Part of speech: noun
Origin: Latin, late 16th century
A secret political clique or faction.
Examples of Cabal in a sentence
"My favorite book is about a powerful cabal during the French Revolution."
"They jokingly called their friend group a 'cabal,' but instead of planning political coups, they planned elaborate birthday parties and annual vacations."
Cabal comes from the French "cabale," which came from the Latin "cabala," referring to the form of Jewish mysticism now called Kabbalah. Over time, "cabal" gained new usage as a noun for a secret political faction.
Did you Know?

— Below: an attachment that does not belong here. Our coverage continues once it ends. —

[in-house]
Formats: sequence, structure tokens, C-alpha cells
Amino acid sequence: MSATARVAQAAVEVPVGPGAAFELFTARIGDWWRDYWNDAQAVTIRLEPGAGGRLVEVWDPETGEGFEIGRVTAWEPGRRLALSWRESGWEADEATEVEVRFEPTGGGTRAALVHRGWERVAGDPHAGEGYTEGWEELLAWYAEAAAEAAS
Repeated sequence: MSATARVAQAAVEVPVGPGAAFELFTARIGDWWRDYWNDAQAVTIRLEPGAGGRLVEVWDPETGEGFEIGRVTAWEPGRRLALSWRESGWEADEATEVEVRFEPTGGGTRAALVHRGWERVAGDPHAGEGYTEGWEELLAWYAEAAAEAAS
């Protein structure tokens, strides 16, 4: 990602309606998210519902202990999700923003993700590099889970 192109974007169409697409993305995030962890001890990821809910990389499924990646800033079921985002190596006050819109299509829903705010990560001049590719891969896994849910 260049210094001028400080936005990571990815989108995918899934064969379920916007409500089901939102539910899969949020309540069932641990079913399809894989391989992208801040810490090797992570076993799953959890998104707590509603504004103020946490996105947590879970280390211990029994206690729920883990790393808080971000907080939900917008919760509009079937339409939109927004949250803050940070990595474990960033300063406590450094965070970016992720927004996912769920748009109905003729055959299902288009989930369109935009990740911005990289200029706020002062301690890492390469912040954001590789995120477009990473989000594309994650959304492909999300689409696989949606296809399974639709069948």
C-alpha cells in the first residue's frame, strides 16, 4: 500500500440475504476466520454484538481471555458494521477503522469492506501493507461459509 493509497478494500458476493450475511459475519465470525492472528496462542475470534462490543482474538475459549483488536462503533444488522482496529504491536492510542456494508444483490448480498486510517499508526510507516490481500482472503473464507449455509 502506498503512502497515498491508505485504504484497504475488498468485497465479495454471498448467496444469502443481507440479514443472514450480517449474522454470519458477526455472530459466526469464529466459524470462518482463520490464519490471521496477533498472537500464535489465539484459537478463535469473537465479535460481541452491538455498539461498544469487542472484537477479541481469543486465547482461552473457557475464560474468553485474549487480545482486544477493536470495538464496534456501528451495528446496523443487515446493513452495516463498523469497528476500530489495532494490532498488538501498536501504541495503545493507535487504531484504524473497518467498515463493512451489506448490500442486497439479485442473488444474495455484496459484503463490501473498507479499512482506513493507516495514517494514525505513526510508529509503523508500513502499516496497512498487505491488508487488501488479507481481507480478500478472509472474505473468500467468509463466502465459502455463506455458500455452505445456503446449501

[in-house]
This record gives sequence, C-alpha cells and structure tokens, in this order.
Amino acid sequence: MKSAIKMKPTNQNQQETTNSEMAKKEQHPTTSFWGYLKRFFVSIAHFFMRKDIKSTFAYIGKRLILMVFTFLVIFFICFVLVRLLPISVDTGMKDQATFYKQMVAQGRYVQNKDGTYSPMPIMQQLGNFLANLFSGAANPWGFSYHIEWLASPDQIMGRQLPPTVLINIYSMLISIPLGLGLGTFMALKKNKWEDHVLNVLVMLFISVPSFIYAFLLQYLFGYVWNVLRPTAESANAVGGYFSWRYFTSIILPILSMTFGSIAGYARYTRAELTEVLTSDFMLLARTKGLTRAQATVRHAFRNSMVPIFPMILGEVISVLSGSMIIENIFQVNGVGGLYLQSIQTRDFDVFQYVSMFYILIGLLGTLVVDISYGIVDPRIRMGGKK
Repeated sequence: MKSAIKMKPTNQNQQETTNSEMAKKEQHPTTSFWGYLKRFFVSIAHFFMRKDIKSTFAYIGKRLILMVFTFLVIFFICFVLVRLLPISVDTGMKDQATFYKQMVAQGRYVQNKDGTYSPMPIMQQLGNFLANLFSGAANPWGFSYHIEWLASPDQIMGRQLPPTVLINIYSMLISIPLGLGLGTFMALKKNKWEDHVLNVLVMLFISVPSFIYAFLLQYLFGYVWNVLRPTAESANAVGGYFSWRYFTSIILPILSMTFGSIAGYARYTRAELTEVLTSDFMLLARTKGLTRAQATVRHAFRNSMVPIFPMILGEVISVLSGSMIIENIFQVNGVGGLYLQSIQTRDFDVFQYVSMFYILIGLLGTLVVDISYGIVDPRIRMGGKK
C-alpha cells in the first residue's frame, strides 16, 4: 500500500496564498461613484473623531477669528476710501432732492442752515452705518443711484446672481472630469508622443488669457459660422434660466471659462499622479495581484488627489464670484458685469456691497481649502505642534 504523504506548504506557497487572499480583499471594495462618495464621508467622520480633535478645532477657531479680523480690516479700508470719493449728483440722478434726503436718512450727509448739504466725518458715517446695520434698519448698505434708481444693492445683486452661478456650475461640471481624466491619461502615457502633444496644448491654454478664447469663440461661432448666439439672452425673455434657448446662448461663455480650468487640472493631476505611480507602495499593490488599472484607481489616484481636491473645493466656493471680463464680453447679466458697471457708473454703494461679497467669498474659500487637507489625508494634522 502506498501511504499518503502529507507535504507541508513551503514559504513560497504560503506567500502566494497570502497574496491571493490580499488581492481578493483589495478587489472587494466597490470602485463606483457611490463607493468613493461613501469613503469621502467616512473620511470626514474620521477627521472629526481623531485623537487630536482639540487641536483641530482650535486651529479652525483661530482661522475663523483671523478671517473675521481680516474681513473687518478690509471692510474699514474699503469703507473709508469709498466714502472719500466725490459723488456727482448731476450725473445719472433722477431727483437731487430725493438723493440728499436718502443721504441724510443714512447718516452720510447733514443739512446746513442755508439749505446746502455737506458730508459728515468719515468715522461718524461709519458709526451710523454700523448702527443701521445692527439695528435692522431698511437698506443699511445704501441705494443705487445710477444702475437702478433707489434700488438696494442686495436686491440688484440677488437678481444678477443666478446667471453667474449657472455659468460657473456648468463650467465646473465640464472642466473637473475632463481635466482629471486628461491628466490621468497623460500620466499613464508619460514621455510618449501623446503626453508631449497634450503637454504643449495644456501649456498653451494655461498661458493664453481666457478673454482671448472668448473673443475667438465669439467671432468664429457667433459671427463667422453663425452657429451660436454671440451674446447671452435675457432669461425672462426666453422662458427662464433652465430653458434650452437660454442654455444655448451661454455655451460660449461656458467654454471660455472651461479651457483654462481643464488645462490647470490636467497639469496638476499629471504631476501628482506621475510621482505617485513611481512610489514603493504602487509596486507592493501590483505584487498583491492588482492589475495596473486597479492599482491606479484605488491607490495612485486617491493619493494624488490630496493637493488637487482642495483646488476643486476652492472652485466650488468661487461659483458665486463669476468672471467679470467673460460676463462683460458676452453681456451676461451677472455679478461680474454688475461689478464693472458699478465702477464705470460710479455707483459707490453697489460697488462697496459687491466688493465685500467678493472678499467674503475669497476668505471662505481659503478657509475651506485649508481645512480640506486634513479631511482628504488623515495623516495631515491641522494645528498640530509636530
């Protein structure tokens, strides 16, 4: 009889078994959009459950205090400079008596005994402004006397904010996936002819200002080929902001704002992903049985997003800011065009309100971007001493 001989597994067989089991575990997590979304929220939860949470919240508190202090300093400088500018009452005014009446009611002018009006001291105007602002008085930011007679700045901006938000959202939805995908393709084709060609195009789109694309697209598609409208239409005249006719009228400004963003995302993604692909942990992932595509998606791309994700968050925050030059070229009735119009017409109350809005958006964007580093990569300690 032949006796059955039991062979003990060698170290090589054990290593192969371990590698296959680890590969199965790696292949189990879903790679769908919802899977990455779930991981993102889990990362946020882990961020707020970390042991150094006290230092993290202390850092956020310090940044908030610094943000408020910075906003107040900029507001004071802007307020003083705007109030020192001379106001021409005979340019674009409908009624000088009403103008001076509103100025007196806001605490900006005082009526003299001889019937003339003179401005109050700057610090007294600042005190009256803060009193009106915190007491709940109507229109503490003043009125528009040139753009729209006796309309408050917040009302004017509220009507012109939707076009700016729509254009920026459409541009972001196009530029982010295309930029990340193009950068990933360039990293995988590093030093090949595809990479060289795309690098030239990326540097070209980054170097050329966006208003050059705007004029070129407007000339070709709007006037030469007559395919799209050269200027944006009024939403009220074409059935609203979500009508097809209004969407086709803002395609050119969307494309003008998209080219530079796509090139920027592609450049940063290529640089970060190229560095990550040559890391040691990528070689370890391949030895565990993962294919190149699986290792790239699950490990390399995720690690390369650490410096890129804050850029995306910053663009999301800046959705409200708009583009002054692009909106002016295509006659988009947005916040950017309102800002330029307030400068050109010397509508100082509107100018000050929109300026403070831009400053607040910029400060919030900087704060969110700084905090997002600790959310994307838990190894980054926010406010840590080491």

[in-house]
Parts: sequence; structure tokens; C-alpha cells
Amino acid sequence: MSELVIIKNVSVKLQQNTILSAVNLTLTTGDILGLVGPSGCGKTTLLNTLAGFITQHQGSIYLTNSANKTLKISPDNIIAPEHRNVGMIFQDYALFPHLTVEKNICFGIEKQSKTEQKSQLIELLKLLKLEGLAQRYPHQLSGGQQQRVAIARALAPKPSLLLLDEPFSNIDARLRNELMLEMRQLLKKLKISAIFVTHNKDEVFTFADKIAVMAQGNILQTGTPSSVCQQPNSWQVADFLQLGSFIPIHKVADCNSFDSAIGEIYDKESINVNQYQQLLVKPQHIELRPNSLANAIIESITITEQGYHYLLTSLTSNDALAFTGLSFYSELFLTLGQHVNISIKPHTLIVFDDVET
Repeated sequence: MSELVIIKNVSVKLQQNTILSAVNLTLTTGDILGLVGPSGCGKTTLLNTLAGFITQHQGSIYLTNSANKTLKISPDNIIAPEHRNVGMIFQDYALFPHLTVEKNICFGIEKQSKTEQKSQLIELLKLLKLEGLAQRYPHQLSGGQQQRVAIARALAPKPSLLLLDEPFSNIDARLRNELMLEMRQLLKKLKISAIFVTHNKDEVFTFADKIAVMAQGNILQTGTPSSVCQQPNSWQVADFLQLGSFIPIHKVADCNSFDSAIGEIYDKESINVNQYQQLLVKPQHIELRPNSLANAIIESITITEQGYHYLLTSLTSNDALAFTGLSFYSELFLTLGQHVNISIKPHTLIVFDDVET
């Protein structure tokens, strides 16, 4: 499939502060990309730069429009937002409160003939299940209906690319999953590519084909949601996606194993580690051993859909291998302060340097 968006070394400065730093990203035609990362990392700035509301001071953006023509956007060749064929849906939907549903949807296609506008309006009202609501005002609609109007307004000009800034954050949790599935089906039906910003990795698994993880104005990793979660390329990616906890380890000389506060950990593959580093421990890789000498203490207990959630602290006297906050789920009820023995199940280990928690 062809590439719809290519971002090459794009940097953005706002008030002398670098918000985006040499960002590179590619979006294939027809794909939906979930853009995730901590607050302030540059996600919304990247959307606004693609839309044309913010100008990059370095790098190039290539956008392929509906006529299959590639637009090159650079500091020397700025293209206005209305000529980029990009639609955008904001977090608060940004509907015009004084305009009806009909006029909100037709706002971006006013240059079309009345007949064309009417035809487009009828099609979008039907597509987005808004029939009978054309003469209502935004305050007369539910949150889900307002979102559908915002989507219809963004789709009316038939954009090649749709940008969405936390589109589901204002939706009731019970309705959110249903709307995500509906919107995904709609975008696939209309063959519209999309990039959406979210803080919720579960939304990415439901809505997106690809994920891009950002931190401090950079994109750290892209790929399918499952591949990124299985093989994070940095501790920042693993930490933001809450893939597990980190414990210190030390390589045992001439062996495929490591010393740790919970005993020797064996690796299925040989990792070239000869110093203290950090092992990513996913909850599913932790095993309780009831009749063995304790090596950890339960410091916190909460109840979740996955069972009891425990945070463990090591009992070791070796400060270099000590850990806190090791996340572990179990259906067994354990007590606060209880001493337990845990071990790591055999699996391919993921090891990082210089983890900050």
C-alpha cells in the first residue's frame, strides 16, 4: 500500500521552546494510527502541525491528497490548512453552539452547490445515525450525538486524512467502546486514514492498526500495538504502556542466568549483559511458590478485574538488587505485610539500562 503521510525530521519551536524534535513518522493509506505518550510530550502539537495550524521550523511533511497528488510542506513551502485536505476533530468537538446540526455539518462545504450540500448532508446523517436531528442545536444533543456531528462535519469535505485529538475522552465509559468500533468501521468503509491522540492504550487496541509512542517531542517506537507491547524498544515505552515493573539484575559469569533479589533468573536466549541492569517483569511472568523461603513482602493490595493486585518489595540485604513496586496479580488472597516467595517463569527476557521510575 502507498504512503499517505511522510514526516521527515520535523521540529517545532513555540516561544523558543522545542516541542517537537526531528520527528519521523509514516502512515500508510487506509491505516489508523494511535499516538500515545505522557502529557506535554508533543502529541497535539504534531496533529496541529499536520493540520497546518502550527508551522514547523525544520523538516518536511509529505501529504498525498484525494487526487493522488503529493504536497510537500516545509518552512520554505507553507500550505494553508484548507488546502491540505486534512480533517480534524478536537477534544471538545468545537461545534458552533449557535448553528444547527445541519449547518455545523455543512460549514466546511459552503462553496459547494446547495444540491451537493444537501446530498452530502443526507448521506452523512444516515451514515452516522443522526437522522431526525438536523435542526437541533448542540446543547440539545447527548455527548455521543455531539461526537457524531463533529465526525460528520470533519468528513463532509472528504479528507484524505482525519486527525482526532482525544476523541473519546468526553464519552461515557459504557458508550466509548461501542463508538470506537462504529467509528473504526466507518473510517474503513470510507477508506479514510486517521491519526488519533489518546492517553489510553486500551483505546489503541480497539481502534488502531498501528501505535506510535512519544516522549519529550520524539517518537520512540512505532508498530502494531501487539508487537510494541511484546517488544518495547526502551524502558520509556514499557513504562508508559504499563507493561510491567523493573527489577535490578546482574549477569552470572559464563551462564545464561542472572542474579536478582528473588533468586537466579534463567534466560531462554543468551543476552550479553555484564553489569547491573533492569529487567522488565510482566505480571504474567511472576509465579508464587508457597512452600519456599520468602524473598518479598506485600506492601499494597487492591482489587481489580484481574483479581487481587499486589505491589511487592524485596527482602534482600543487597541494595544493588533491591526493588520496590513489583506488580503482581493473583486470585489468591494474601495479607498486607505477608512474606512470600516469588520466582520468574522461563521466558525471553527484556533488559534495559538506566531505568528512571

The word "cabal" can be traced back to "cabala," which is the medieval Latin word for a form of Jewish mysticism. However, the word took on a more political meaning over the years, and Charles Dickens came up with an alternative origin. He claimed "cabal" was an acronym for the names of political figures under King Charles II — Clifford, Arlington, Buckingham, Ashley, and Lauderdale. A clever story, but ultimately false.